As regular CFZ-watchers will know, for some time Corinna has been doing a column for Animals & Men and a regular segment on On The Track... particularly about out-of-place birds and rare vagrants. There seem to be more and more bird stories from all over the world hitting the news these days so, to make room for them all - and to give them all equal and worthy coverage - she has set up this new blog to cover all things feathery and Fortean.

Friday, 21 March 2014

Cockatoo spotted in 15th century Italian painting

The discovery of a cockatoo in a 15th-Century Italian Renaissance painting could knock assumed histories of early European trade routes in Asia off their perch.

Andrea Mantegna's 1496 painting 'Madonna della Vittoria' and (insert) the apparent cockatoo (Getty).The small image of the sulphur-crested cockatoo — a native of the Australasian region — was found in Andrea Mantegna's 1496 painting Madonna della Vittoria, resting in a prominent position above the cross, over the Madonna's right hand.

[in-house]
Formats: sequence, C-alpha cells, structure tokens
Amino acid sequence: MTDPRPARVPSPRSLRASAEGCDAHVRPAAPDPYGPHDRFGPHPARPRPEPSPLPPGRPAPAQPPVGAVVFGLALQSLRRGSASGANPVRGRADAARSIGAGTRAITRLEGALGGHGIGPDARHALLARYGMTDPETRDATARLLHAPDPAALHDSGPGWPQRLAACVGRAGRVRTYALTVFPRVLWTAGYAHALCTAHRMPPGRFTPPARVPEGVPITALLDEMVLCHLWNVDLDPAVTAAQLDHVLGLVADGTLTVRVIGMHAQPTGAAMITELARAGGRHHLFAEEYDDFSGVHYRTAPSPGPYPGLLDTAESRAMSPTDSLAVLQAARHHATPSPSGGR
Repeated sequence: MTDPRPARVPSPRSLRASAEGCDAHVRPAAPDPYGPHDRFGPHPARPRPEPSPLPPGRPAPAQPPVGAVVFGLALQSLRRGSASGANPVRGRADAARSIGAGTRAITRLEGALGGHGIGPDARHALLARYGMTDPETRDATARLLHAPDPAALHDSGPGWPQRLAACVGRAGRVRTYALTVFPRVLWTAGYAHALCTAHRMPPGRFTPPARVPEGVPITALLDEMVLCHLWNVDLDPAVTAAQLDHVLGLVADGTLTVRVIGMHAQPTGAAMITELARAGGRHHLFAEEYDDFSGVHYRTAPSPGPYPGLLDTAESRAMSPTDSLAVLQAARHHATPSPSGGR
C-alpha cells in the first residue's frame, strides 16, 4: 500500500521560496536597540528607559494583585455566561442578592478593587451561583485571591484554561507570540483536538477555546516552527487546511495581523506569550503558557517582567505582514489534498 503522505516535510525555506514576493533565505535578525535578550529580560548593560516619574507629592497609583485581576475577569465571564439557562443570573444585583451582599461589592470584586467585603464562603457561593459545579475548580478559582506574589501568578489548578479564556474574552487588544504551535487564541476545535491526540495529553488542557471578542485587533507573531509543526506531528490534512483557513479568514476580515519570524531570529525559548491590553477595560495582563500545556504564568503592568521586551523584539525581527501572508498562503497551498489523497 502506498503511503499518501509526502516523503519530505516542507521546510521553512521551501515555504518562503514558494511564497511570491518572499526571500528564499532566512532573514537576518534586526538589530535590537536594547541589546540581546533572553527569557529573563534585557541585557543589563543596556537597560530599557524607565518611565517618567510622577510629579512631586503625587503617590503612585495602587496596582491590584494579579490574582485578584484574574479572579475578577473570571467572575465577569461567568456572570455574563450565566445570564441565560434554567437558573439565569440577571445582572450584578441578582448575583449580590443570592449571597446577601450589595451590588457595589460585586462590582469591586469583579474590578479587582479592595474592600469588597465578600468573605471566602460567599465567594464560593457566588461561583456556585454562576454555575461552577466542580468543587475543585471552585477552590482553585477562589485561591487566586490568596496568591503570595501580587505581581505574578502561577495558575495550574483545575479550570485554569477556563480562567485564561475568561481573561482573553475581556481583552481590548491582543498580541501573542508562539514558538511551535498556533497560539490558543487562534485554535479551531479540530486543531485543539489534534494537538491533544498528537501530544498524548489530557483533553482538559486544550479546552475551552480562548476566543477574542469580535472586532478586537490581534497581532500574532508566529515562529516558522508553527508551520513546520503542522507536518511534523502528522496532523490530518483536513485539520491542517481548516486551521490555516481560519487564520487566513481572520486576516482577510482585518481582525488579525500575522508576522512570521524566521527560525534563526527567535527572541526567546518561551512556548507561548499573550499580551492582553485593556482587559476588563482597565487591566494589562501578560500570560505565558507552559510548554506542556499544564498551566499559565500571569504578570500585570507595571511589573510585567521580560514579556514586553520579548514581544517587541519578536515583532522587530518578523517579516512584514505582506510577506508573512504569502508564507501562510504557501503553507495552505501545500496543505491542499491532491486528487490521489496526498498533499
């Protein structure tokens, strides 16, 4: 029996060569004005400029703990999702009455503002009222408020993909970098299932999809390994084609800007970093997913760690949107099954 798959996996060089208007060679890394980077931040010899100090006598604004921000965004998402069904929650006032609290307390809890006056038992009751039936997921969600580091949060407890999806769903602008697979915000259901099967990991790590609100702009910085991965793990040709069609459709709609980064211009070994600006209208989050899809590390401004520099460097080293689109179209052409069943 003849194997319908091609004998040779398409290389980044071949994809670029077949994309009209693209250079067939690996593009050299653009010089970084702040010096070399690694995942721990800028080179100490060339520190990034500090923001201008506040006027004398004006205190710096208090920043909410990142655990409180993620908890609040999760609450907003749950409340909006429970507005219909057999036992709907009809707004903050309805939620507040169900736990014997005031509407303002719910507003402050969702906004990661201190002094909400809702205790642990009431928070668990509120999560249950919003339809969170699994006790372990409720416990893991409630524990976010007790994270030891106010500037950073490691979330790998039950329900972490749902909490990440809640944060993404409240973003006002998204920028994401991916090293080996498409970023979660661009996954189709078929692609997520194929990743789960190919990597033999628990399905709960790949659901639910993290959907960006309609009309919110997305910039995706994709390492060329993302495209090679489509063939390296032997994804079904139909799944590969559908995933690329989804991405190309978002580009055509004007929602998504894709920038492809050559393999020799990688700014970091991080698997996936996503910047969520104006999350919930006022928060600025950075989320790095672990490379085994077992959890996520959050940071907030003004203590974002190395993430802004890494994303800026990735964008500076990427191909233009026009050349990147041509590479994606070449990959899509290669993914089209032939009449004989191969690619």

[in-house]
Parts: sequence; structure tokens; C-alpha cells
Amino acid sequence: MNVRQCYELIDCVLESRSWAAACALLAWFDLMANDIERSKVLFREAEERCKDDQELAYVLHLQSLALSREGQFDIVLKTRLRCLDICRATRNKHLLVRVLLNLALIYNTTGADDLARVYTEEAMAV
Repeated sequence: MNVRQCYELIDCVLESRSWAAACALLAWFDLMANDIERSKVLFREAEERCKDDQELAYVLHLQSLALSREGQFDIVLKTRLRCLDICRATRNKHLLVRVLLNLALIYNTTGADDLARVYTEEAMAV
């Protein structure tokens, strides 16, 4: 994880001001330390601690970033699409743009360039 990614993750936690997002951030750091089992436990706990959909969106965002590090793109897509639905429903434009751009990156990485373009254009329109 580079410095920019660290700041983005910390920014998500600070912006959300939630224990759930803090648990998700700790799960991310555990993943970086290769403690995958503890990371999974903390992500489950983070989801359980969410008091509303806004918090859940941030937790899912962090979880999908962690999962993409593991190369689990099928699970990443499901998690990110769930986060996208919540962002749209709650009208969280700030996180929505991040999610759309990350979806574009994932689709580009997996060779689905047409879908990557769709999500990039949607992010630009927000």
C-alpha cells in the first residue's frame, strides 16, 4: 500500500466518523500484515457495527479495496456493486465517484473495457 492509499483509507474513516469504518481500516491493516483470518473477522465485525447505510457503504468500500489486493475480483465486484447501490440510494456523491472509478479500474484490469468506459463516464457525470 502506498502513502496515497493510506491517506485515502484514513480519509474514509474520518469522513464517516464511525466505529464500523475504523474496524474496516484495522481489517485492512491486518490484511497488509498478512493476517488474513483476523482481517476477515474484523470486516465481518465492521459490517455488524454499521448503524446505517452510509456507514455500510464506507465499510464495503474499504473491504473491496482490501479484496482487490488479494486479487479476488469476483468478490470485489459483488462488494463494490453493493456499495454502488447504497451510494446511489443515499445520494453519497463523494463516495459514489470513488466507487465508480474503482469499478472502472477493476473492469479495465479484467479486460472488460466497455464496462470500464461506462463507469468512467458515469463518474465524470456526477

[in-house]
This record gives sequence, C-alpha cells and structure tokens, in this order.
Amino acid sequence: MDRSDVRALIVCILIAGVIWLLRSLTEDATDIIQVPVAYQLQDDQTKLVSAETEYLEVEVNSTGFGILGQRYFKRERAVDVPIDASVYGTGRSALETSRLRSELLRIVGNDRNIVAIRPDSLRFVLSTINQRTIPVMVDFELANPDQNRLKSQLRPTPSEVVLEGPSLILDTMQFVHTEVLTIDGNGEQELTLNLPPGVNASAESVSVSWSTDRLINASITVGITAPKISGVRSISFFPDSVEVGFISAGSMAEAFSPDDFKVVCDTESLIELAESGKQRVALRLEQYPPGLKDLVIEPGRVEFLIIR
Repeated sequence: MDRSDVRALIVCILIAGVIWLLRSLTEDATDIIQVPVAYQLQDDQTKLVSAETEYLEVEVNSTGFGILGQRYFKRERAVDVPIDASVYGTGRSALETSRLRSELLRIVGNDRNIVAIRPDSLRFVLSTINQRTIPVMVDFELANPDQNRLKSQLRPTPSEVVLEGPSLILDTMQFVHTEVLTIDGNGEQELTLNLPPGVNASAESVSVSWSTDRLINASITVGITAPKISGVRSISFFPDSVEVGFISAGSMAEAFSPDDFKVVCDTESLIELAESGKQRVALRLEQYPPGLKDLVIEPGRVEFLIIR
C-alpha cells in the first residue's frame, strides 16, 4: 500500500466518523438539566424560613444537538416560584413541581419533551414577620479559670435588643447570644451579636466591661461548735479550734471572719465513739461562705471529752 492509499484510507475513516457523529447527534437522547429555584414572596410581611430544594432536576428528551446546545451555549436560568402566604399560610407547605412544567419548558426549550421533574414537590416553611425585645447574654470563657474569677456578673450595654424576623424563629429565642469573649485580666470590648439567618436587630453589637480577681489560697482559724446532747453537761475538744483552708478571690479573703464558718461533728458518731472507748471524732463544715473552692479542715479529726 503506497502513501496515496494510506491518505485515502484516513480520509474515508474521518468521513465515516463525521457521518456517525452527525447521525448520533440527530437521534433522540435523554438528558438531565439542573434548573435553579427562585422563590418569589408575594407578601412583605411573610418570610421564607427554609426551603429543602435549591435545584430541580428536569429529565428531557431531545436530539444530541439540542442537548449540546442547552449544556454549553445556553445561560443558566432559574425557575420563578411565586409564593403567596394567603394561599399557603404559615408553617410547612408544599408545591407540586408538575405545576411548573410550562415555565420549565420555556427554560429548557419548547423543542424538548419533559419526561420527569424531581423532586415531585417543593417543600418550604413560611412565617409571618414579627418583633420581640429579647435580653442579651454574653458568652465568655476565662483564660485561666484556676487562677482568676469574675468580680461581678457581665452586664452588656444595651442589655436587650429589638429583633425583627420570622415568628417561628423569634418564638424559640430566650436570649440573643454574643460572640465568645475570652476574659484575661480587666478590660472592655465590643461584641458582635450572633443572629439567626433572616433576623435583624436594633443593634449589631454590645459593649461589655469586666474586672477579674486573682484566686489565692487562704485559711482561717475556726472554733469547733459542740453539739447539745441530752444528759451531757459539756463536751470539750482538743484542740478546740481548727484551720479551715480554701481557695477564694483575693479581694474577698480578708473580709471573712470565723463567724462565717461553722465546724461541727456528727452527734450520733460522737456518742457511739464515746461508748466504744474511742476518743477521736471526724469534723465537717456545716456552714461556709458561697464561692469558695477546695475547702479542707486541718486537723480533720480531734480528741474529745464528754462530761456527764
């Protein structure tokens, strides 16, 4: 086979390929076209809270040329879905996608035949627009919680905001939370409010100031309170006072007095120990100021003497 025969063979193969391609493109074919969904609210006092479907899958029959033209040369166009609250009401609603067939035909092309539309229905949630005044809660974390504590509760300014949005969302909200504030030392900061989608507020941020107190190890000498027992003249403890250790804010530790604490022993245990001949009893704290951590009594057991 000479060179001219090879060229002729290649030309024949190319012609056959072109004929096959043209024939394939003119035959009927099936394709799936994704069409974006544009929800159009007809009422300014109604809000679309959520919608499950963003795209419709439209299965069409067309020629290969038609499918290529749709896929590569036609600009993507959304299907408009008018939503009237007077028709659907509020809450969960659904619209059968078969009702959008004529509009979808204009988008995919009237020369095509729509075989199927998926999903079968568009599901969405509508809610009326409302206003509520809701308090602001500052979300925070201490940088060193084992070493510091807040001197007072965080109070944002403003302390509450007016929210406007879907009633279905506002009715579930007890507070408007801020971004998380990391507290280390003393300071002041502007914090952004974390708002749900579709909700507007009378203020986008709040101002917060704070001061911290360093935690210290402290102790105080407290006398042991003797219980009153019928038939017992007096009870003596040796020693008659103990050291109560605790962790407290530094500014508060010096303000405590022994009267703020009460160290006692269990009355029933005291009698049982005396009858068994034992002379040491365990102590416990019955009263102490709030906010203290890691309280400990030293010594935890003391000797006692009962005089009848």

The bird's sighting follows a revelation in January of what appeared to be a kangaroo inscribed within a 16th-Century Portuguese manuscript which was believed to have once belonged to a nun.

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According to University of Melbourne historian Heather Dalton, the bird's discovery could ruffle the feathers of history concerning the complex South East Asian trading routes that existed before European explorers' arrival in the 16th Century.

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